Weight Watchers: Canada’s Pet Obesity Problem

Weight Watchers: Canada’s Pet Obesity Problem

A pudgy pet can be cute, but an overweight pet could lead to problems down the road.

Three years ago, Heidi Fenske, a 41-year-old library support technician for a school board, was more likely to be found loafing on the couch watching television than jogging on the trails. Concerned that her sedentary lifestyle was affecting the health of her year-and-a-half-old mini-goldendoodle, Quincy, she sought out ways the two could be more active. She came across Thank Dog!, a Milton, Ont., fitness boot camp that helps dogs and their owners work out together. “I jumped at it,” Fenske says. After nearly three years of twice-weekly sessions, she and Quincy haven’t looked back.

Quincy isn’t alone. Dr. Jim Berry, president of the Canadian Veterinary Medical Association, estimates that 50 to 60 per cent of the country’s pets are either overweight or obese. Obesity poses its share of potential health risks-osteoarthritis, Type 2 diabetes, kidney disease and decreased life expectancy, among them. The good news is that watching portion size and choosing low-calorie snacks-he recommends raw or cooked root vegetables like carrots, parsnips, squash and sweet potatoes-can make a difference, Berry says. “Exercise pets daily,” he says, adding that dog owners should keep their pets active for a minimum of 20 minutes three times daily, and cats need at least 15 to 20 minutes of exercise twice every day. If your schedule doesn’t allow for three walks a day, Berry says 20 minutes in the morning and 40 in the evening will do.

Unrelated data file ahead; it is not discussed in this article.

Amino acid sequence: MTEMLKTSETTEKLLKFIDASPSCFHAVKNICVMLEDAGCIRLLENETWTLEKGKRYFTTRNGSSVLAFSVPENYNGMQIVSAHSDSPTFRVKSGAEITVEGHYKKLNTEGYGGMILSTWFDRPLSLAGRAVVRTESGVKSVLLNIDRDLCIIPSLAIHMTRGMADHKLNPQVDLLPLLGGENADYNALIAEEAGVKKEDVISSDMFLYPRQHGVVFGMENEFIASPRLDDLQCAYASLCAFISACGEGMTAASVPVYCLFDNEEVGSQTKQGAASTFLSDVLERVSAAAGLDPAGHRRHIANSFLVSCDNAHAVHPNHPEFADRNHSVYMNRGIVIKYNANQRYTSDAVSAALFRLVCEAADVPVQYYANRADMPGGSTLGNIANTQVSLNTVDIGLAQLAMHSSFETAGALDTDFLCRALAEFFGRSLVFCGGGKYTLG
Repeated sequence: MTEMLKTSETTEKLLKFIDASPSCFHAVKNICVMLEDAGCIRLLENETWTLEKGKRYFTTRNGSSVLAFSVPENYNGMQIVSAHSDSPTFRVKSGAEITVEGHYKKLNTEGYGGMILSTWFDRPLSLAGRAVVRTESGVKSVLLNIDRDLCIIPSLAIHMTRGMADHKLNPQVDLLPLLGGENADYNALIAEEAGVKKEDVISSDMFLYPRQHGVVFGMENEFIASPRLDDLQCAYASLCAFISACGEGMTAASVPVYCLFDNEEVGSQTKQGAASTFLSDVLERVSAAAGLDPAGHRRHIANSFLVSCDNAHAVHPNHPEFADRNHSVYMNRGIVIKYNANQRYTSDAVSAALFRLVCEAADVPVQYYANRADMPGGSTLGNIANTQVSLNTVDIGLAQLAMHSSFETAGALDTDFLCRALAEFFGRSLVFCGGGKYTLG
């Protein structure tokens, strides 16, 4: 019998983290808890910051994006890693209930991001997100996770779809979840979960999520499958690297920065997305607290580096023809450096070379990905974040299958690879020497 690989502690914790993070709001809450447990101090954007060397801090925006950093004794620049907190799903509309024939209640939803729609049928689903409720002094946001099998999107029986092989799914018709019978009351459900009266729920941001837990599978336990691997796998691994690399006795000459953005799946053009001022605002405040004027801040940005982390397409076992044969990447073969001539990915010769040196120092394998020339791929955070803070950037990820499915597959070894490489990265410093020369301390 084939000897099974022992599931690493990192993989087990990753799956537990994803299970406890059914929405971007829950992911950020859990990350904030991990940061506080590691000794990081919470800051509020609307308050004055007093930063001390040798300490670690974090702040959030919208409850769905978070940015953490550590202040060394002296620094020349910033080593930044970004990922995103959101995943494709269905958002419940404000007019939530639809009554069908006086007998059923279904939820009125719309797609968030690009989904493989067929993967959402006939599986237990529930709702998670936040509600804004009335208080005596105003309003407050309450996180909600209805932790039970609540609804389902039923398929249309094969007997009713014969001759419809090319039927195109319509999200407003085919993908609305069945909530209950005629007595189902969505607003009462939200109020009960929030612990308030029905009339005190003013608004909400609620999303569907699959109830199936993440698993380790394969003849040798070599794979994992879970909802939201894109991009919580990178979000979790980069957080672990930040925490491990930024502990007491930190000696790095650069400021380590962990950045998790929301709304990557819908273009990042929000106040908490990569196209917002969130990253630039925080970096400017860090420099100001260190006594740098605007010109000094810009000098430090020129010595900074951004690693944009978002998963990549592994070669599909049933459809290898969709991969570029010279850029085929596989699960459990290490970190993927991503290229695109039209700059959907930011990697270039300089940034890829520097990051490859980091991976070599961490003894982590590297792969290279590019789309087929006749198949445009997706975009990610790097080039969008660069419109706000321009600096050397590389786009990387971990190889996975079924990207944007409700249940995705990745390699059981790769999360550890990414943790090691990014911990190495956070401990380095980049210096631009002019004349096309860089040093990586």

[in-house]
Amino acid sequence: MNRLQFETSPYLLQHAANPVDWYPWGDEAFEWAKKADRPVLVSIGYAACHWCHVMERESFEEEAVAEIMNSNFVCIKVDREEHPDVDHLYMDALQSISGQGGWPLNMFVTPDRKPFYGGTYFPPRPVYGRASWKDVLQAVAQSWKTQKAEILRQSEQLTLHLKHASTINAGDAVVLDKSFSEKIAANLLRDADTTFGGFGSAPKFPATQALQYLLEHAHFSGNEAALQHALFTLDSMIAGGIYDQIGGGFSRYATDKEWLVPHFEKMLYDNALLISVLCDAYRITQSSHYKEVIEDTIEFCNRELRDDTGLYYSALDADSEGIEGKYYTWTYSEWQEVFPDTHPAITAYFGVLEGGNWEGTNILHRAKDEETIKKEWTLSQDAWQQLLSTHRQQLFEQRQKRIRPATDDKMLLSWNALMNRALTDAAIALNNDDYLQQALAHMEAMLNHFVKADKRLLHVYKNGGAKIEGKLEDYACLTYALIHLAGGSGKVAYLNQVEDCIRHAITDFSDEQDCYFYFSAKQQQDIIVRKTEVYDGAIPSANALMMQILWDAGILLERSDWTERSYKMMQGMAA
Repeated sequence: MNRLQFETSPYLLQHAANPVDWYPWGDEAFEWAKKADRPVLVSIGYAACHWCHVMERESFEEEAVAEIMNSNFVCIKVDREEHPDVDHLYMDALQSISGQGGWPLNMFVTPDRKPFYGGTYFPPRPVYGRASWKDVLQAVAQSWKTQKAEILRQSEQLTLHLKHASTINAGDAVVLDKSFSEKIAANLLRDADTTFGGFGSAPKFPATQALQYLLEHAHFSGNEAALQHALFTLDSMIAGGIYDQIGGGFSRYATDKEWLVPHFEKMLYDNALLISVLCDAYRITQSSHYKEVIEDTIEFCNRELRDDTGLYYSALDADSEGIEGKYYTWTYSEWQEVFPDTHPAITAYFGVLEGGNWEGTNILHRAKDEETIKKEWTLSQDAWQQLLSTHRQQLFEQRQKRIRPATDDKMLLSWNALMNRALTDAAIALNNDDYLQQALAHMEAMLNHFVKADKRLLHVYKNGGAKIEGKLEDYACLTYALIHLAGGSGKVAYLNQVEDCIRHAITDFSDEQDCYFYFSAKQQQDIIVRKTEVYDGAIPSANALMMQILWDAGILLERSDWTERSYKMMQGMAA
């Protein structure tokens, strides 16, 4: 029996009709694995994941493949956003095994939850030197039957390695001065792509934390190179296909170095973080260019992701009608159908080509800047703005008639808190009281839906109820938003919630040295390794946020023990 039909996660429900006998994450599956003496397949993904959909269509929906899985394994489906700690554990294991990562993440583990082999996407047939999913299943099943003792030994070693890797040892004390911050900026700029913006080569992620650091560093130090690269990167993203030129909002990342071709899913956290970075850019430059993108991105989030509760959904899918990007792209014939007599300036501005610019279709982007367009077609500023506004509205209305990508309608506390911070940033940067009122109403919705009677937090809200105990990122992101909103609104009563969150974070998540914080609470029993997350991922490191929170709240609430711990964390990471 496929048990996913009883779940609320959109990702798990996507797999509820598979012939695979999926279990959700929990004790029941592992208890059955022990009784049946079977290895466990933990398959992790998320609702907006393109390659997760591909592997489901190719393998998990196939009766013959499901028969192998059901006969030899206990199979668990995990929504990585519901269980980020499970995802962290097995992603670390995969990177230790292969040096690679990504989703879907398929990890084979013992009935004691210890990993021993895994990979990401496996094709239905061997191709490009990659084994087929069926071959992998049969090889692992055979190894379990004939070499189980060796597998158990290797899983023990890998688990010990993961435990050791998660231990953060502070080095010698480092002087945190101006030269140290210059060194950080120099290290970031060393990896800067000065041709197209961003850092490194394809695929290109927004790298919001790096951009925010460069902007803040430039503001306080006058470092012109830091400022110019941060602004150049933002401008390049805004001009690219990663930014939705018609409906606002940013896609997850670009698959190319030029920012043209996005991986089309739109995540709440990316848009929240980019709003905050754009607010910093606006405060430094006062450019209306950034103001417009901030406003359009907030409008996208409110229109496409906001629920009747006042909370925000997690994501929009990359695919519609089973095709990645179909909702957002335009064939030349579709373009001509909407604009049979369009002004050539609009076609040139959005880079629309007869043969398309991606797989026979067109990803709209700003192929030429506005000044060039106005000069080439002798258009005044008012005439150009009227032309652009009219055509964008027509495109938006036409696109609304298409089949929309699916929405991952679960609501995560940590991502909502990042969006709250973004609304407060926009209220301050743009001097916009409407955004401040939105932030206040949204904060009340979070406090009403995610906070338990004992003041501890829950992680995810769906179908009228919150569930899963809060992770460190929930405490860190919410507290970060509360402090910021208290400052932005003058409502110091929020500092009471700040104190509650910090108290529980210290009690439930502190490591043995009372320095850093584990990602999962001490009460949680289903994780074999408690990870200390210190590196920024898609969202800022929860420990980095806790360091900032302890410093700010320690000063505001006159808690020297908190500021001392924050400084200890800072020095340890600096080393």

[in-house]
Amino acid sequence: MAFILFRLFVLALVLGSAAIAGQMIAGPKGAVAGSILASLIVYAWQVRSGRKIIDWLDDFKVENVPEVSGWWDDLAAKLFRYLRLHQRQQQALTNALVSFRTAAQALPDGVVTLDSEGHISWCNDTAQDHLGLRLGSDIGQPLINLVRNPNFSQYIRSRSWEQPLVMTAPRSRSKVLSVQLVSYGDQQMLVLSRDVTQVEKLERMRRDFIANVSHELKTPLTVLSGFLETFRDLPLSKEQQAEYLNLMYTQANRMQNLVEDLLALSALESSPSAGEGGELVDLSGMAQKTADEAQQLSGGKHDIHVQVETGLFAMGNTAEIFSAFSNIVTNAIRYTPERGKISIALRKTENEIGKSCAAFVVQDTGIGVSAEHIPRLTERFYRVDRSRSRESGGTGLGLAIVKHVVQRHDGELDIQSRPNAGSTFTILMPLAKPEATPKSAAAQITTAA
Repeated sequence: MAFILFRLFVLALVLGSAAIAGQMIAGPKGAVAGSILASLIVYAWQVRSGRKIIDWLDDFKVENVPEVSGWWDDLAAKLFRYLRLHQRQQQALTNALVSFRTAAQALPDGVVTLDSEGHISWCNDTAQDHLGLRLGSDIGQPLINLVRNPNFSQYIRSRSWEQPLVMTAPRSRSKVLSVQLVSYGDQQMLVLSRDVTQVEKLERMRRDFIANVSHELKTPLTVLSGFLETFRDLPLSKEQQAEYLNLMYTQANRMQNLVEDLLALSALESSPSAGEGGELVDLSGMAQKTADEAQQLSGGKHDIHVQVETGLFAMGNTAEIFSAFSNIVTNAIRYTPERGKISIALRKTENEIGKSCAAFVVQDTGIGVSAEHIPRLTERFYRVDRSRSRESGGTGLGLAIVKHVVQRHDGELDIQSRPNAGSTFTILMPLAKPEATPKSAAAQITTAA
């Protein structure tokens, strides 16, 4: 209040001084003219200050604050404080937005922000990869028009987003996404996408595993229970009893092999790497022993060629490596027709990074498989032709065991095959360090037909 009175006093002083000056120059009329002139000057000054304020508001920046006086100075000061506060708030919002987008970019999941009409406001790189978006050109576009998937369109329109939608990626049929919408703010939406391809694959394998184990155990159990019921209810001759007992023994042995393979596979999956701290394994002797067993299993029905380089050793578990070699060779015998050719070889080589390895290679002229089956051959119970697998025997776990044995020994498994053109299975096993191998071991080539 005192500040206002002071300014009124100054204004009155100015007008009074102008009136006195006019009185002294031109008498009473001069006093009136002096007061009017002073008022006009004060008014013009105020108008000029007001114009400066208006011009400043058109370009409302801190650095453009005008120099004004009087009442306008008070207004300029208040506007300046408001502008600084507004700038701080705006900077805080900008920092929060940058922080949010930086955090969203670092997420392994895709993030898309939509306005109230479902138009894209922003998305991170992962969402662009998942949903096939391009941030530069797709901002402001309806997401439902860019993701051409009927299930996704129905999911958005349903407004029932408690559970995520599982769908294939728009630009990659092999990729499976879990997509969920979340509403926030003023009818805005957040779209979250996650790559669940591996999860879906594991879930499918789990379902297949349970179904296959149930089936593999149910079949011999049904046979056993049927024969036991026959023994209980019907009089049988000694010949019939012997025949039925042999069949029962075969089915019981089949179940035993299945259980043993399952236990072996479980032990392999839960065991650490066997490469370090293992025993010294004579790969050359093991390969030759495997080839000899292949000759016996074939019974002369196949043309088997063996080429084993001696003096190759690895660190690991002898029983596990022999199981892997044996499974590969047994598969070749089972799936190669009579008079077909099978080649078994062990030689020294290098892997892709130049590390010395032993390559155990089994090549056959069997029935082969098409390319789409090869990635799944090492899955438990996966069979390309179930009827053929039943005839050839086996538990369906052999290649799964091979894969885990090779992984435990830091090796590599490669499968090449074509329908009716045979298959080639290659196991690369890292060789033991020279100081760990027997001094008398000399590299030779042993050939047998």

For Fenske, the benefits to health and happiness have been clear. Since the pair made workouts a regular part of their lives, Quincy has made the transformation from pudgy to fit and muscular. Fenske thinks a pet’s fitness level can serve as a barometer for that of its owner. “If your dog is overweight, you probably are, too,” she says. “And if you are superfit and your dog isn’t, why not?”

“It’s possible for every pet, regardless of age or breed, to lose weight with exercise,” says Janice Desjardins, a registered animal health technologist at the Southglen Veterinary Hospital in Winnipeg.

For dogs, try playing fetch, going swimming and taking up sports such as agility training, rally obedience and herding. While cats are more difficult to exercise, Desjardins encourages owners to introduce chasing toys or a laser pointer into their furry friends’ lives to help them lose weight. Another trick: change the location of the food bowl without them knowing. “It’ll motivate them to try to find it,”